In other words, Texas paroles prisoners today at roughly one third the rate as it did just 16 years ago.
“The parole board is not meeting its own guidelines,” said Fabelo. He said that if Texas just followed the minimum end of the guidelines, that would increase the overall parole rate to 31%. That would mean about 2,500 more people released from prison EVERY YEAR. Extended backward, said Fabelo, just meeting these minimums over the past few years would mean Texas would have no overincarceration crisis at all.
Fabelo also said that reducing needless probation revocations combined with parole reforms (and investments in interim-sanctions and DWI facilities) could solve the immediate problems. The 12,240 technical probation revocations in 2006, said Fabelo, will cost the state a total $757.5 million in incarceration costs.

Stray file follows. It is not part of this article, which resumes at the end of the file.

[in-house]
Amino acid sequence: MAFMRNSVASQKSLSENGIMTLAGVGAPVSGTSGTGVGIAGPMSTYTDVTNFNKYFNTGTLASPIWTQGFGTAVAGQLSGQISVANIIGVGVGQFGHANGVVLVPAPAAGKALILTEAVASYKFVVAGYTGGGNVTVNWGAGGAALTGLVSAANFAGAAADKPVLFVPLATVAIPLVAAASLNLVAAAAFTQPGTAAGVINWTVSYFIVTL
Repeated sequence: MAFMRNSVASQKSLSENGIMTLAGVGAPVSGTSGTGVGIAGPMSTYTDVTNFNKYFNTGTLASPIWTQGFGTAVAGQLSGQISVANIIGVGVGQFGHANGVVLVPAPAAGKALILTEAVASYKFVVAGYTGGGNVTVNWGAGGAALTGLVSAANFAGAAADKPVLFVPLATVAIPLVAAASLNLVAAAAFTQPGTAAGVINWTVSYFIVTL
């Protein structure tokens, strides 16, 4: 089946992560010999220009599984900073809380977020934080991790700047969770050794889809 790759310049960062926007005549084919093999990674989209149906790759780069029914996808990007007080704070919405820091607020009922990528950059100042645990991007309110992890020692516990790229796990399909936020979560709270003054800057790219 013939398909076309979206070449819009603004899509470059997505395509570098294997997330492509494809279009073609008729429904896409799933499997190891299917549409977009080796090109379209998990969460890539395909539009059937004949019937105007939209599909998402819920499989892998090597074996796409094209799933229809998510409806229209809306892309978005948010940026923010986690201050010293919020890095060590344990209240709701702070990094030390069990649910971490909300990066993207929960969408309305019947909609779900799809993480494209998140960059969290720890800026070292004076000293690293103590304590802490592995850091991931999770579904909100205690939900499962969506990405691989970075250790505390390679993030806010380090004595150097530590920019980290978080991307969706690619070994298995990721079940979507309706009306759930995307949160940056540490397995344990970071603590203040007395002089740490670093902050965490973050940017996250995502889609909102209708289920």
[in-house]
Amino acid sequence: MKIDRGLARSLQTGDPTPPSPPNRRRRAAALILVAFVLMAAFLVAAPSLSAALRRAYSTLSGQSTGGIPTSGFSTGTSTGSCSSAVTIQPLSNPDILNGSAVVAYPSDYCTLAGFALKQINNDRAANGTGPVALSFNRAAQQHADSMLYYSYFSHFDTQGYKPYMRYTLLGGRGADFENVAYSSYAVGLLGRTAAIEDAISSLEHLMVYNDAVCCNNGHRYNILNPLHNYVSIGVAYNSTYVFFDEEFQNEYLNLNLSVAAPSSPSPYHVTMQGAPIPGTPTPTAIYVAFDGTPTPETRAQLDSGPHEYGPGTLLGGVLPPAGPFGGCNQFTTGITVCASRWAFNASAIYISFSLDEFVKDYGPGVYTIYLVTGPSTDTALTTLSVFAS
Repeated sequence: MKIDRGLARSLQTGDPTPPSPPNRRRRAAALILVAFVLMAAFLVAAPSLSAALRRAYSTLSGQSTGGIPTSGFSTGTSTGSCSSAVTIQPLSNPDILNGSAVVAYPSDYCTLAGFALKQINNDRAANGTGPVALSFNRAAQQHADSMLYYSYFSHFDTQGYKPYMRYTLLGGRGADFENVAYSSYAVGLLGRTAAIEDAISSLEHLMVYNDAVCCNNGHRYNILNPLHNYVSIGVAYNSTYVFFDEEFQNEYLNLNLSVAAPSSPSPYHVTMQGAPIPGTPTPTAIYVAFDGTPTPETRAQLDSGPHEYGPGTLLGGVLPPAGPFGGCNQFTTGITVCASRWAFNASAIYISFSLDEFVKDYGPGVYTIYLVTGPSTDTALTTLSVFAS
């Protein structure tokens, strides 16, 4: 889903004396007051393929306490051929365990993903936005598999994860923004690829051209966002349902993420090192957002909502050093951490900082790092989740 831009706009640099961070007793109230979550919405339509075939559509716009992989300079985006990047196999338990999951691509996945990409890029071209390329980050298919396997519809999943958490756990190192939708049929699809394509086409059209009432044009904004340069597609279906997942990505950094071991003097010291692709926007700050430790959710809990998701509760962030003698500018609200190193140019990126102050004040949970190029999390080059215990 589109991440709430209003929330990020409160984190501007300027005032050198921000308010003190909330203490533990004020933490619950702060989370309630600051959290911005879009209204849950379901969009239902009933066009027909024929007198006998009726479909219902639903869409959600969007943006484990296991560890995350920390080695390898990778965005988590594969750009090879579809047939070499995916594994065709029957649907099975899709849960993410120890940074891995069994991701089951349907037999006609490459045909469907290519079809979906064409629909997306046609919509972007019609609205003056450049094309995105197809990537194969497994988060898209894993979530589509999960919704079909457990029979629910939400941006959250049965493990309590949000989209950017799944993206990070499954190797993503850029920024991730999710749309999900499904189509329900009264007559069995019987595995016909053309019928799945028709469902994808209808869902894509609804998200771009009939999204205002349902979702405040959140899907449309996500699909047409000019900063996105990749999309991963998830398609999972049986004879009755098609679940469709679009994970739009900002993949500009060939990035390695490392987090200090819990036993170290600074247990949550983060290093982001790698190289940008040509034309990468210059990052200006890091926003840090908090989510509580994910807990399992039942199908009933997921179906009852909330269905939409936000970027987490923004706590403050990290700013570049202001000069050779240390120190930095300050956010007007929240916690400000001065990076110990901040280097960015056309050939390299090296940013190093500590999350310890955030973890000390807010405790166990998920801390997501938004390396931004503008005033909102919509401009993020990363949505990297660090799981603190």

Reducing probation lengths and creating progressive sanctions that give judges alternatives to revocation, said Fabelo, would go a long way toward forestalling the need for more prison building.